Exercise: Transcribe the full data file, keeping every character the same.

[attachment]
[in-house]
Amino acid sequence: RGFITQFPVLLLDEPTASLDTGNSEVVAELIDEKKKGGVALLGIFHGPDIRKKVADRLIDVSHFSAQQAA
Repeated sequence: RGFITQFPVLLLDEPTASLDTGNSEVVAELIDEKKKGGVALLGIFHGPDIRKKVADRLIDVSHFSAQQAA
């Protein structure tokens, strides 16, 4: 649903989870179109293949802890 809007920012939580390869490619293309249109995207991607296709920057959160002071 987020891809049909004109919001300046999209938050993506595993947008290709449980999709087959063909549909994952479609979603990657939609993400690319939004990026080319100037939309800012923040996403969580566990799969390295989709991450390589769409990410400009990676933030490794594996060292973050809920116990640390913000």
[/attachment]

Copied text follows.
[in-house]
Amino acid sequence: RGFITQFPVLLLDEPTASLDTGNSEVVAELIDEKKKGGVALLGIFHGPDIRKKVADRLIDVSHFSAQQAA
Repeated sequence: RGFITQFPVLLLDEPTASLDTGNSEVVAELIDEKKKGGVALLGIFHGPDIRKKVADRLIDVSHFSAQQAA
């Protein structure tokens, strides 16, 4: 649903989870179109293949802890 809007920012939580390869490619293309249109995207991607296709920057959160002071 987020891809049909004109919001300046999209938050993506595993947008290709449980999709087959063909549909994952479609979603990657939609993400690319939004990026080319100037939309800012923040996403969580566990799969390295989709991450390589769409990410400009990676933030490794594996060292973050809920116990640390913000």